Last week, my colleague Stephen Mauzy wrote that emerging-market investments are often “sucker bets.” He’s right … sort of.
I’ve been in the investment business since the 1980s as a broker, trading supervisor and now as a writer. I’ve also been an emerging-markets investor since the 1980s.
The problem really isn’t the markets themselves. It’s the investment instruments U.S. investors are offered to invest in emerging markets.
Do Not Play Emerging Markets With Indexes
Let me illustrate with an example. In 2015, Vietnam’s stock market was a star in Asia, rising 6%. Yet the Market Vectors Vietnam ETF (NYSEArca: VNM) fell a whopping 22%!
How did that happen? With all apologies to Vanguard Group founder John Bogle, indexes stink when it comes to investing in emerging markets.
According to the Institute of International Finance, only a mere $7.5 trillion out of a universe of $24.7 trillion in emerging-market equities are covered by EM indexes. That’s a double whammy for investors. Not only are you missing out on often the best of emerging-market stocks, but you are exposed to the most overvalued.
Going back to the VNM fund, what I consider to be the best company in Vietnam – the dairy firm Vinamilk – is nowhere to be seen in their portfolio, despite it being Vietnam’s biggest listed firm.
Investing in an ETF based on an index in any emerging market is like doing all of your grocery shopping in only one aisle. The selection is limited and often not very palatable.
To be successful in emerging markets, you have to be a stock picker. Either you have to do the homework or let an experienced fund manager do it for you.
Doing your own homework is not hard. The Financial Times has lots of information, for instance. But the problem lies in trying to purchase foreign shares. Many stocks are unavailable to U.S. investors, and brokers will charge extra to deal in such securities even if they are available.
My Look at Emerging Markets
The following is my two cents worth on the outlook for various emerging markets in 2016. Valuations in many markets are at levels not seen since 1997-1998. Note that I personally own the mutual funds mentioned below.
Mexico: I love the fact that Mexico is not reliant on commodities and is becoming a manufacturing powerhouse. But there is no great, pure manufacturing play. Beverage seller Fomentos (NYSE: FMX) is a quality name though and it owns 20% of global beer giant Heineken (OTC: HEINY).
Argentina: I love that finally a free market believer – Mauricio Macri – is now president and the socialists are gone. Agricultural play Cresud (NASDAQ: CRESY), shale play YPF (NYSE: YPF) and Banco Frances (NYSE: BFR) should all benefit. The latter is 76% owned by Spanish banking giant BBVA (NYSE: BBVA).
Brazil: Until socialist President Dilma Rousseff is gone, avoid. A quality name there though is Ambev (NYSE: ABEV), which is controlled by Anheuser-Busch InBev (NYSE: BUD).
Frontier Markets and Africa: Despite the fall in commodities, I like the macro changes occurring in Africa with two exceptions – South Africa and Egypt. And you guessed it, those countries are the biggest positions in the Market Vectors Africa ETF (NYSEArca: AFK). I would instead opt for a mutual fund – the Nile Pan Africa Fund (NAFAX). The fund can be bought no load through Schwab’s mutual fund marketplace.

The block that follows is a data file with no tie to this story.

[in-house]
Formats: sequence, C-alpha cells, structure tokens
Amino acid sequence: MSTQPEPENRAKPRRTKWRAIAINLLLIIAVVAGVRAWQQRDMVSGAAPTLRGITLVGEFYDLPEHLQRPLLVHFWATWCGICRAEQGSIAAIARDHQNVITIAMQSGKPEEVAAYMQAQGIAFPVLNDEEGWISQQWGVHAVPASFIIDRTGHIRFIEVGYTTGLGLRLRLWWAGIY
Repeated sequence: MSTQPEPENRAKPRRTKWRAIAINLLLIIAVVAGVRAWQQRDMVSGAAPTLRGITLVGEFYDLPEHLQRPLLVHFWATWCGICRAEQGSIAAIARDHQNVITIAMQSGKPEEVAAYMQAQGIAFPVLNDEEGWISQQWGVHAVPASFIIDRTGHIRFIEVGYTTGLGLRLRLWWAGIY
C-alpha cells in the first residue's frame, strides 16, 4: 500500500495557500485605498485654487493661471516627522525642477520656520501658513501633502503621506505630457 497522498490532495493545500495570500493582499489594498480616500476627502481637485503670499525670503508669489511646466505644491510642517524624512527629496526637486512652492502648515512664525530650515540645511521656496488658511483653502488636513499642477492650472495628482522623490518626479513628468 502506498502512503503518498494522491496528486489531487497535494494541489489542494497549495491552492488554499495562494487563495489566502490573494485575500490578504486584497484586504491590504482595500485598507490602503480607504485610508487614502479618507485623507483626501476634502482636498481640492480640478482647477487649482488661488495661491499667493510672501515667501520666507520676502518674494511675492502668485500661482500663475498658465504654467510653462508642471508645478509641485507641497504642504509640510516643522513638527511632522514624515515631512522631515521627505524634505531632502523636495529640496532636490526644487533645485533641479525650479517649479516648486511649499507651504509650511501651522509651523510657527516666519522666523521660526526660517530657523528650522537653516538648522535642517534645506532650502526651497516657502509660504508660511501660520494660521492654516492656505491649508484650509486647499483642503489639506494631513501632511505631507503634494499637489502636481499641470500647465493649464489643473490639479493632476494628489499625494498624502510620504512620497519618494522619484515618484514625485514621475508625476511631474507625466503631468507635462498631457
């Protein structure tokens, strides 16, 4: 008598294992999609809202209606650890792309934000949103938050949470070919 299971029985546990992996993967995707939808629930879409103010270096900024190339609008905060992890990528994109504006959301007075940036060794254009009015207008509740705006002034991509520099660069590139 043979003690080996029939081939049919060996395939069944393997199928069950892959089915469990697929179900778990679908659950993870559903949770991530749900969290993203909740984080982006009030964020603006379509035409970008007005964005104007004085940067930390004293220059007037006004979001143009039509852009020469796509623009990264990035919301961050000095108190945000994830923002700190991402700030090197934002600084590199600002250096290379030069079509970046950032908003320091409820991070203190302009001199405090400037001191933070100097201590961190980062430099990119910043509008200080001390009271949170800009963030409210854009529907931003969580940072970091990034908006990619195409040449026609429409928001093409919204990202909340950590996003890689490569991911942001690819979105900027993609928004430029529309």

For a broader-based fund that captures Pakistan and other frontier markets, the Matthews Emerging Asia Fund (MEASX) and the Wasatch Frontier Emerging Small Countries Fund (WAFMX) are good choices.
Middle East: Avoid, avoid, avoid. I repeat: avoid.
Eastern Europe and Russia: In Eastern Europe, Hungary and Poland are becoming unfriendly for investors. Meanwhile, Romania is opening up. But it’s tough to get exposure in the region as a U.S. investor. Owning the Austrian bank Erste Group Bank (OTC: EBKDY) does offer one way to do so, but trading is extremely thin.
As for Russia, none of the consumer stocks are readily available. In energy, Rosneft is the quality name, but it’s hard to trade. Meanwhile, the ETFs are loaded to the gills with lesser names in energy like Lukoil (OTC: LUKOY) and shaky banks. A reluctant avoid.
South Korea: I like Korea, but as with Eastern Europe, the quality names are hard to get ahold of. The ETFs are too loaded with tech companies and banks. The best bet is the Matthews Korea Fund (MAKOX). It has quality consumer names like AmorePacific and LG Household & Health.
Indonesia: President Joko Widodo promised much reform if elected. But a year later, Indonesia is a major disappointment. It looks like business as usual there. Avoid.
Southeast Asia: Malaysia is a definite avoid. As is Thailand. Singapore is OK, but nothing exciting is happening there. Vietnam is great. Samsung Electronics is investing another $1 billion into the country. But unfortunately, Samsung is not easy to trade – unless one wants to deal with very thinly-traded closed-end funds that trade offshore.
India: Prime Minister Modi is like a breath of fresh air which investors have breathed in. But his reforms are being blocked by the legislature and the bureaucrats. So the jury is out there.
The ETFs stink again. I would opt for Fairfax India Holdings Corp. (OTC: FFXDF), but beware – this Canadian investment fund is very thinly traded in the U.S. On the upside, it was put together by the Warren Buffett of Canada, Prem Watsa, who was born in India. His Fairfax Holdings track record (started in 1985) compares favorably with Buffett’s record at Berkshire Hathaway (NYSE: BRK-B). With the India fund, he is purchasing individual companies he likes, a la Buffett.
That just leaves China, which I will discuss at length in my next article.
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